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Columbus, Ohio launches Environmental Science Advisory Committee.

In an effort to deal responsibly with the increasing costs of federal environmental mandates, Columbus, Ohio Mayor Gregory Lashutka has initiated the formation of his city's Environmental Science Advisory Committee.

The committee was created in response to a report recently-completed by representatives of Columbus and eight other cities which identifies future environmental expenditures that will be required of some of Ohio's major metropolitan areas.

The committee compiled and submitted data which identified $2,855,409,587 in federal and state environmental compliance costs that will be incurred from 1992 to 2001. If these costs are inflated at an annual rate of four percent, the cumulative total would increase to $3,284,927,345, and at seven percent annual inflation, would be appromimately $3,667,283,888.

The cumulative cost per household for the ten-year period was estimated as high as $3,375 for Columbus citizens for full compliance with all 14 mandates covered by the report. The average cost for the nine Ohio cities was $2,136 per household for the ten-year period.

These costs represent expenditures in 1992 dollars and have not been adjusted for inflation. They reflect compliance with some or all of the 14 specific environmental regulations so, in actuality, the total cost for environmental compliance is significantly understated.

The committee recommended specific actions be taken regarding implementation of new environmental mandates on communities. They are: * environmental legislation and resulting regulation be formulated on a well-founded, peer-review science base; * local governments be able to prioritize their resources to achieve the best utilization of local tax dollar expenditures for achieving the greatest environmental risk reduction; * allow flexibility in environmental legislation for consideration of local environmental conditions and this flexibility should be incorporated as a matter of procedure into the federal and state environmental regulatory process; and * local governments be afforded the opportunity for fuller participation in the federal and state environmental legislative and regulatory process.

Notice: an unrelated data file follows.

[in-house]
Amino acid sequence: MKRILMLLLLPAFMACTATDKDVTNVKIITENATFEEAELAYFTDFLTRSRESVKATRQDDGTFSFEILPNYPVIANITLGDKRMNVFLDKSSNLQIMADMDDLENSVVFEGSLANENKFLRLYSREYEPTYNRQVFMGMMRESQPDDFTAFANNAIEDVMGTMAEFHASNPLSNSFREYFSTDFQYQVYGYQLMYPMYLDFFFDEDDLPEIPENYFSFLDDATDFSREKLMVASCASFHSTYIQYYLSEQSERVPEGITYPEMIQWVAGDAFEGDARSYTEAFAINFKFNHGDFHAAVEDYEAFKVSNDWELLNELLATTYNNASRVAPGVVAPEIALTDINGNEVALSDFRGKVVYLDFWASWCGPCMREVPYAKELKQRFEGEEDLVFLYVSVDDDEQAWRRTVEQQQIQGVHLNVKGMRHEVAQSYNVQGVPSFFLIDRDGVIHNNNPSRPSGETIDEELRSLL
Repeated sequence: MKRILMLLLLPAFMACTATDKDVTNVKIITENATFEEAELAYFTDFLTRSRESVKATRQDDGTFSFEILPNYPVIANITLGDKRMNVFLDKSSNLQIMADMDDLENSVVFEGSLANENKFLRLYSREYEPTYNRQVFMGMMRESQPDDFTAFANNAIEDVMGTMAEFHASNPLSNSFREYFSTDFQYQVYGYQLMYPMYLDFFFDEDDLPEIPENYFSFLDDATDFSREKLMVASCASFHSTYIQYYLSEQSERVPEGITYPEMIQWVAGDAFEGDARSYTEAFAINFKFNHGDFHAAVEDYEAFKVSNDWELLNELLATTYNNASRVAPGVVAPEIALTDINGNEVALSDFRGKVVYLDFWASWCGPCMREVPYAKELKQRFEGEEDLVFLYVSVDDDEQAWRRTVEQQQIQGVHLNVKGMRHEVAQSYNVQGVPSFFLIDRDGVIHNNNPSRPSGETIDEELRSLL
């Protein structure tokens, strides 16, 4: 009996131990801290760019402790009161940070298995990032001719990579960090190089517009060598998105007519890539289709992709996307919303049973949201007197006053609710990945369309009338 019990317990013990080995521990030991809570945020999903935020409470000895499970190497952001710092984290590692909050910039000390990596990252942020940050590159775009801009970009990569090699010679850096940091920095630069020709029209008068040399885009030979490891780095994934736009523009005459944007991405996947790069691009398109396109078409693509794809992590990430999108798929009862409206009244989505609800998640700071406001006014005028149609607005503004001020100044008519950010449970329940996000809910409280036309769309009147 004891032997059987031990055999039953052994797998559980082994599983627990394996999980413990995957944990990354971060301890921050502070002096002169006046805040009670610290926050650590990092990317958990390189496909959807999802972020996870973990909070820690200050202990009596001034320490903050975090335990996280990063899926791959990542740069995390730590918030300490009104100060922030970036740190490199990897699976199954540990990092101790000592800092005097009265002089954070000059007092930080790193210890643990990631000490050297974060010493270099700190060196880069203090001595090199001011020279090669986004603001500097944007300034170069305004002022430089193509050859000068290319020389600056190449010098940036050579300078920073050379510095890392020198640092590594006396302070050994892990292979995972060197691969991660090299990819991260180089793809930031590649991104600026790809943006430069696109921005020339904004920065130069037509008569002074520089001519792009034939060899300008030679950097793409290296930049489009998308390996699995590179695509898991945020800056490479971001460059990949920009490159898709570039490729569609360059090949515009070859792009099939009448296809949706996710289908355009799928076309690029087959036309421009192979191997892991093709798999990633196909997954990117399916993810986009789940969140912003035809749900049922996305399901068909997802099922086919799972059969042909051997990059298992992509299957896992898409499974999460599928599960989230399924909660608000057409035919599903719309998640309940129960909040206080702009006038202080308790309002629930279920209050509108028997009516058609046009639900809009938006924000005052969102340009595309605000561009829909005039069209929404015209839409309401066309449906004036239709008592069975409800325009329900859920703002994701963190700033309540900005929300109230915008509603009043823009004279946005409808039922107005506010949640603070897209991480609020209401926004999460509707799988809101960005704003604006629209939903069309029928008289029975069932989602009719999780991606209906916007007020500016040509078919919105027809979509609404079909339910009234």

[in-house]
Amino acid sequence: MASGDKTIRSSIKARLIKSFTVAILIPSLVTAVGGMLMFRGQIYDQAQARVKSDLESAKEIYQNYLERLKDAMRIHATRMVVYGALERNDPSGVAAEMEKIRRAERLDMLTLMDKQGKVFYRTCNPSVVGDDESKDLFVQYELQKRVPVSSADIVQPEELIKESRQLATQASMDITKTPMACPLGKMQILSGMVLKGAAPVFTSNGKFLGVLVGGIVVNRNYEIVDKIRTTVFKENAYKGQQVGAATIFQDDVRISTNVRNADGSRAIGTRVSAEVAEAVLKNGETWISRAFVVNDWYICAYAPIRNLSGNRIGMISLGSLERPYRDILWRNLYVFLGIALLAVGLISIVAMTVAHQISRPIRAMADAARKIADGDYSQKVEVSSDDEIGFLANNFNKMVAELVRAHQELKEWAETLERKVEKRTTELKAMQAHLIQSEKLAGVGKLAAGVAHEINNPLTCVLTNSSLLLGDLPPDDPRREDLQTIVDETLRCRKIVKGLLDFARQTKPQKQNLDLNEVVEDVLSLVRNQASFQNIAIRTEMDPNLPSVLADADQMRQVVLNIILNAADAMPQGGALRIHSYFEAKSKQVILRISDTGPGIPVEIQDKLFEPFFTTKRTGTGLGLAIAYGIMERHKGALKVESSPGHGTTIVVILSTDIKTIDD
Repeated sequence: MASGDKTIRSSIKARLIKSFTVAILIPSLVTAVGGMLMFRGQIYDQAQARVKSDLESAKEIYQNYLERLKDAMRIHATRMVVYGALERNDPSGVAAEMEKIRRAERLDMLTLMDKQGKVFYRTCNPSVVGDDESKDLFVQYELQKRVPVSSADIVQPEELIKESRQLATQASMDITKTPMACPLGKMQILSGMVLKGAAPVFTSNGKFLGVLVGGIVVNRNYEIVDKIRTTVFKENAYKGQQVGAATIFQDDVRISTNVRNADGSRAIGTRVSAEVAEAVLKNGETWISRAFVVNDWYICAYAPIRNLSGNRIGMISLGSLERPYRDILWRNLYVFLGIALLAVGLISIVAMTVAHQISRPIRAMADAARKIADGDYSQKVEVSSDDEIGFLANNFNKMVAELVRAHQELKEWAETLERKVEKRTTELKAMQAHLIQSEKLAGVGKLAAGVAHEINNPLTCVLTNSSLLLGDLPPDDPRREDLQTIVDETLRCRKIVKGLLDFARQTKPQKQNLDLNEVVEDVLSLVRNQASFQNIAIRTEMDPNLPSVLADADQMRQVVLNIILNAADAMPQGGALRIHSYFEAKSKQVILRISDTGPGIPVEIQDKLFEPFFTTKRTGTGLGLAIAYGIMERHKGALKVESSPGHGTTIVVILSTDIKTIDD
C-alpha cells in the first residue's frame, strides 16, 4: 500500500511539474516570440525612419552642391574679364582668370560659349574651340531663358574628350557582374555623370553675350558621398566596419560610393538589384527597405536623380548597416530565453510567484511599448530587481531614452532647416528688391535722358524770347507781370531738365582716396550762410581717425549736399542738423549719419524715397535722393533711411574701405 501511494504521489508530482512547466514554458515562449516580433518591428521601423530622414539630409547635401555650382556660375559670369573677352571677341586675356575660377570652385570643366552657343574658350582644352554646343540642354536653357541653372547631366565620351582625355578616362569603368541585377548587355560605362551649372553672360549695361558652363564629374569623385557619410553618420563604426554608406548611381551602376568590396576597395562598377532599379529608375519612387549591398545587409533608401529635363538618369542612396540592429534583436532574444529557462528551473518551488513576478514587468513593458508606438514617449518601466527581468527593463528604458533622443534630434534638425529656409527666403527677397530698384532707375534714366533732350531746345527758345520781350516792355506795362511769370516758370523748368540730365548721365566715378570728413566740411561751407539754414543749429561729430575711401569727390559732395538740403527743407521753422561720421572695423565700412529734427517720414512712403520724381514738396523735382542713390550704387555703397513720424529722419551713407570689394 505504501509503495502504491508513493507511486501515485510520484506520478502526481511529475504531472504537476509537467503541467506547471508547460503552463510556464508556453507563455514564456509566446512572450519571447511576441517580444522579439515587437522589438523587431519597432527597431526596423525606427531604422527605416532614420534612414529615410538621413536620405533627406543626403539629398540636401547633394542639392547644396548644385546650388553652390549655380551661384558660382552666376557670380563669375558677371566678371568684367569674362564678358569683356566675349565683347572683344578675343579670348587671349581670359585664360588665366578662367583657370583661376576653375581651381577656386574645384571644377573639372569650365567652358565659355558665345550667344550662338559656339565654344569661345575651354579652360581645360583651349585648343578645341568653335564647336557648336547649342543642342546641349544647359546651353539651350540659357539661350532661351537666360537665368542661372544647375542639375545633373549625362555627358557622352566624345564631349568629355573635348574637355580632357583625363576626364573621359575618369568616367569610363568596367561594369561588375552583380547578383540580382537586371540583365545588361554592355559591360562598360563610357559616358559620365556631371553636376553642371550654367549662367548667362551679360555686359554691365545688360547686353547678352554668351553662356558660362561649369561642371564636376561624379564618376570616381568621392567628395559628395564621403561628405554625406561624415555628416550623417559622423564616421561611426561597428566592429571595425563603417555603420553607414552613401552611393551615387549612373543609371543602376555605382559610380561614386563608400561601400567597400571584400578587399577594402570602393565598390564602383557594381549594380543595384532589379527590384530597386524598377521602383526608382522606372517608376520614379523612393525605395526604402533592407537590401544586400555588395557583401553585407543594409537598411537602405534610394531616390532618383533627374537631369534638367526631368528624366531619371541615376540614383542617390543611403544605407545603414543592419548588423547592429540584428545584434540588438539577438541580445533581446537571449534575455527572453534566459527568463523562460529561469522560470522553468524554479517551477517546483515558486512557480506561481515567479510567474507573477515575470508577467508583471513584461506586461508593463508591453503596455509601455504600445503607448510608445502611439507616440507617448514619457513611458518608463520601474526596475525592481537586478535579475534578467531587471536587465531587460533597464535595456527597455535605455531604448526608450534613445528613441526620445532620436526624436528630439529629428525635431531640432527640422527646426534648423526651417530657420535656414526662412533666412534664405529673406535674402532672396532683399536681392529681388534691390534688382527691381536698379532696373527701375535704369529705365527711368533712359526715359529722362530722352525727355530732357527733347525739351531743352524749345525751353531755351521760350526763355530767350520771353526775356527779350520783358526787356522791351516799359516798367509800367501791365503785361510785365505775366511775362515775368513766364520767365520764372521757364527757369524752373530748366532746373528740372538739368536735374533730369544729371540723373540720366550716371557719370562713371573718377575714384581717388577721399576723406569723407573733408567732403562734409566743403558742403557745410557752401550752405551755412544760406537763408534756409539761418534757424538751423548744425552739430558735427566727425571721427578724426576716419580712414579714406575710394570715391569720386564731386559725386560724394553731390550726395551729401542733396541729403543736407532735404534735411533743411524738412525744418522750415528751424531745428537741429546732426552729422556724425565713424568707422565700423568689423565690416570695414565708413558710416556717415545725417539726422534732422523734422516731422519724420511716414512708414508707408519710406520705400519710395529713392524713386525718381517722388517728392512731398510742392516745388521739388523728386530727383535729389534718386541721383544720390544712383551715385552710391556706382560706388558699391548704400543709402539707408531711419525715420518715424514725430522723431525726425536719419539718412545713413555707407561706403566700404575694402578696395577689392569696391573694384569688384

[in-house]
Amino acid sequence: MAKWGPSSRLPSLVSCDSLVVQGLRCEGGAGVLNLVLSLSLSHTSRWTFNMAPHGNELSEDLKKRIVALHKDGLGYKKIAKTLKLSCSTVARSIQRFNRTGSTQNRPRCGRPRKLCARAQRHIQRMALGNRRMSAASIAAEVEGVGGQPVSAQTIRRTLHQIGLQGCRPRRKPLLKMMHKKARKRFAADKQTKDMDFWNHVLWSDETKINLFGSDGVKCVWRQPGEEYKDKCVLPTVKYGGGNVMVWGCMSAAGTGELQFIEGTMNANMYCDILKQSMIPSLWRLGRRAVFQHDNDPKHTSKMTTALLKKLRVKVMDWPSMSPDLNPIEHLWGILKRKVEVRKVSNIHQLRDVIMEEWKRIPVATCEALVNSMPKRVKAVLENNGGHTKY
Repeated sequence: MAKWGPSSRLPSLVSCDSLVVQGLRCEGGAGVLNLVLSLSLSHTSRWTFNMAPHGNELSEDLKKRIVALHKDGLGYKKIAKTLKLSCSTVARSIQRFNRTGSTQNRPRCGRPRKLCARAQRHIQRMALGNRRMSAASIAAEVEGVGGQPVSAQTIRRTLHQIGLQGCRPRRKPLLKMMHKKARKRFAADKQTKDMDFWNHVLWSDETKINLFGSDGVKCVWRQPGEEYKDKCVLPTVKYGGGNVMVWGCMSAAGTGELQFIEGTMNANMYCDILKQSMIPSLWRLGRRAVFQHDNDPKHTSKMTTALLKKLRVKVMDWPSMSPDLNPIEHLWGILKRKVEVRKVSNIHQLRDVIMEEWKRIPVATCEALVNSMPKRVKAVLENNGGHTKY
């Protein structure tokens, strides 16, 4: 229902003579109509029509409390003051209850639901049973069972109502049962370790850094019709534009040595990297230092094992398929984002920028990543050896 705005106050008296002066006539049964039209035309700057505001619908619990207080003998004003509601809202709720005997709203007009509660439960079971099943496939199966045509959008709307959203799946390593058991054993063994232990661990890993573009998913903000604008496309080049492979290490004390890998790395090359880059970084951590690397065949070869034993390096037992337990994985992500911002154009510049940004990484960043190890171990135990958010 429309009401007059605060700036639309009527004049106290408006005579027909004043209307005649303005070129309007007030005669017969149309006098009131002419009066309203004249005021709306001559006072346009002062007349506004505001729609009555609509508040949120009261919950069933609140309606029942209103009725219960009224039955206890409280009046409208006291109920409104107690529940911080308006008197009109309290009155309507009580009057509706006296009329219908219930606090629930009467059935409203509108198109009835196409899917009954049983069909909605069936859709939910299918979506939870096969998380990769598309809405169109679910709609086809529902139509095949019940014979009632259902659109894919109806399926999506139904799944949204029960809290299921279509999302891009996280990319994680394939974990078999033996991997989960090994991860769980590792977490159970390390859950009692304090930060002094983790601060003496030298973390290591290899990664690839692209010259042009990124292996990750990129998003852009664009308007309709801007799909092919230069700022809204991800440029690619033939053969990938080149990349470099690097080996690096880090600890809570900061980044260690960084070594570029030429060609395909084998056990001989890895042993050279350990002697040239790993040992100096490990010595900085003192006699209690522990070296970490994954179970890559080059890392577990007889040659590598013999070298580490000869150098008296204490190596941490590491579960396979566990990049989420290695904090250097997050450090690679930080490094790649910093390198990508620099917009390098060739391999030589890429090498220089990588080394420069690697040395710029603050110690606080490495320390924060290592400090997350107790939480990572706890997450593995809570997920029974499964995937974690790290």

ESAC will be responsible for providing independent scientific and engineering advice to the mayor, city council, Environmental Mandate Review Committee and Board of Health. It will function as a peer review panel assessing scientific rationales underlying current and proposed federal and/or state environmental regulations as requested and will function under the auspices of the Columbus Board of Health.

"The City of Columbus is committed to investigating and discovering opportunities to achieve a clean, safe environment that utilizes good science in the creation of realistic environmental standards for Columbus citizens," Lashutka stated.

The committee will consist of a distinguished body of engineers, scientists, educators and other professionals who are recognized in the field. Consultants and other outside technical experts will be available on an "as needed basis."

Edward Hayes, a chemist and vice president of the Ohio State University Office of Research, will serve as chair. According to Hayes, "The citizens of Columbus should be proud that our mayor is taking the lead both locally and at the national level to see that our investments in an environmentally safe habitat are based on the best available research results. In the Columbus community we are fortunate to have the broad spectrum of expertise essential to make such a peer review process work."

The increasing costs of regulatory compliance to Columbus will be substantial by the year 2001--the percentage of the city's budget allocated for environmental compliance will go from 10.6 percent in 1991 to an average of 23.1 percent by the year 2000.

ESAC's subcommittee on Cost/Economics will evaluate the accuracy and scientific basis of cost and financing projections of any proposal submitted to ESAC for review. The Environmental Effects and Health Effects subcommittees will evaluate the accuracy and scientific basis of environmental projections and health information.

As ESAC develops, it will try to establish an ongoing relationship with the U.S. Environmental Protection Agency's Science Advisory Board of maximize available national and Columbus are scientific resources.

For more information, contact Stephanie Hightower-Leftwich at (614) 645-7671 or Assistant Health Commissioner Michael Pompili at (614) 645-8191.
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Copyright 1992 Gale, Cengage Learning. All rights reserved.

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Publication:Nation's Cities Weekly
Date:Oct 19, 1992
Words:664
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